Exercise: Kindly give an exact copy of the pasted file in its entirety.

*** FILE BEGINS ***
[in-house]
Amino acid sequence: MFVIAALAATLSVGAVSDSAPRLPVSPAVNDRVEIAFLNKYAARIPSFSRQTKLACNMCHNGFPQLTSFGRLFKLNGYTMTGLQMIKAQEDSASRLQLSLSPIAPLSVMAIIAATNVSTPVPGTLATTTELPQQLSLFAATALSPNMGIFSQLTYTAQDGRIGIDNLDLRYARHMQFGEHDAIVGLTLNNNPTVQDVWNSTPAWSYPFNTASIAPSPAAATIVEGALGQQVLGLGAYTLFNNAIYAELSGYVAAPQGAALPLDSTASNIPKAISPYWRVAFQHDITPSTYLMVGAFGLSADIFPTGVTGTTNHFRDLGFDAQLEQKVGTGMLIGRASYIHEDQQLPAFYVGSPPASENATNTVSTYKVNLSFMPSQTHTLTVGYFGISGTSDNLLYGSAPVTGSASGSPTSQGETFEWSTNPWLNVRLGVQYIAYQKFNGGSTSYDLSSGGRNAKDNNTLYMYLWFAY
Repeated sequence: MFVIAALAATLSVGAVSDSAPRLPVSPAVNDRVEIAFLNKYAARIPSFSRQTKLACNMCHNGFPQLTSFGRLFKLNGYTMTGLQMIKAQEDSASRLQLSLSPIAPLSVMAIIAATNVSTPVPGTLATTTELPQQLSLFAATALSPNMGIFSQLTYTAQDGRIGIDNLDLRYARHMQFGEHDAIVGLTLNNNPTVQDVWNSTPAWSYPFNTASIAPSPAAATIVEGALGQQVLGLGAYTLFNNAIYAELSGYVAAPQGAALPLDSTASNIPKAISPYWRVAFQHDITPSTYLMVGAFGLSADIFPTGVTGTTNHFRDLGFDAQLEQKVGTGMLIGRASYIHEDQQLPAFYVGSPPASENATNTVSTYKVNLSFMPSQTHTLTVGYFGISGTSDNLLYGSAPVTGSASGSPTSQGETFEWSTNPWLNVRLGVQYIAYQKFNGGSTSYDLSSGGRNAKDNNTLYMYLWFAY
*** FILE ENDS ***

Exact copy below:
[in-house]
Amino acid sequence: MFVIAALAATLSVGAVSDSAPRLPVSPAVNDRVEIAFLNKYAARIPSFSRQTKLACNMCHNGFPQLTSFGRLFKLNGYTMTGLQMIKAQEDSASRLQLSLSPIAPLSVMAIIAATNVSTPVPGTLATTTELPQQLSLFAATALSPNMGIFSQLTYTAQDGRIGIDNLDLRYARHMQFGEHDAIVGLTLNNNPTVQDVWNSTPAWSYPFNTASIAPSPAAATIVEGALGQQVLGLGAYTLFNNAIYAELSGYVAAPQGAALPLDSTASNIPKAISPYWRVAFQHDITPSTYLMVGAFGLSADIFPTGVTGTTNHFRDLGFDAQLEQKVGTGMLIGRASYIHEDQQLPAFYVGSPPASENATNTVSTYKVNLSFMPSQTHTLTVGYFGISGTSDNLLYGSAPVTGSASGSPTSQGETFEWSTNPWLNVRLGVQYIAYQKFNGGSTSYDLSSGGRNAKDNNTLYMYLWFAY
Repeated sequence: MFVIAALAATLSVGAVSDSAPRLPVSPAVNDRVEIAFLNKYAARIPSFSRQTKLACNMCHNGFPQLTSFGRLFKLNGYTMTGLQMIKAQEDSASRLQLSLSPIAPLSVMAIIAATNVSTPVPGTLATTTELPQQLSLFAATALSPNMGIFSQLTYTAQDGRIGIDNLDLRYARHMQFGEHDAIVGLTLNNNPTVQDVWNSTPAWSYPFNTASIAPSPAAATIVEGALGQQVLGLGAYTLFNNAIYAELSGYVAAPQGAALPLDSTASNIPKAISPYWRVAFQHDITPSTYLMVGAFGLSADIFPTGVTGTTNHFRDLGFDAQLEQKVGTGMLIGRASYIHEDQQLPAFYVGSPPASENATNTVSTYKVNLSFMPSQTHTLTVGYFGISGTSDNLLYGSAPVTGSASGSPTSQGETFEWSTNPWLNVRLGVQYIAYQKFNGGSTSYDLSSGGRNAKDNNTLYMYLWFAY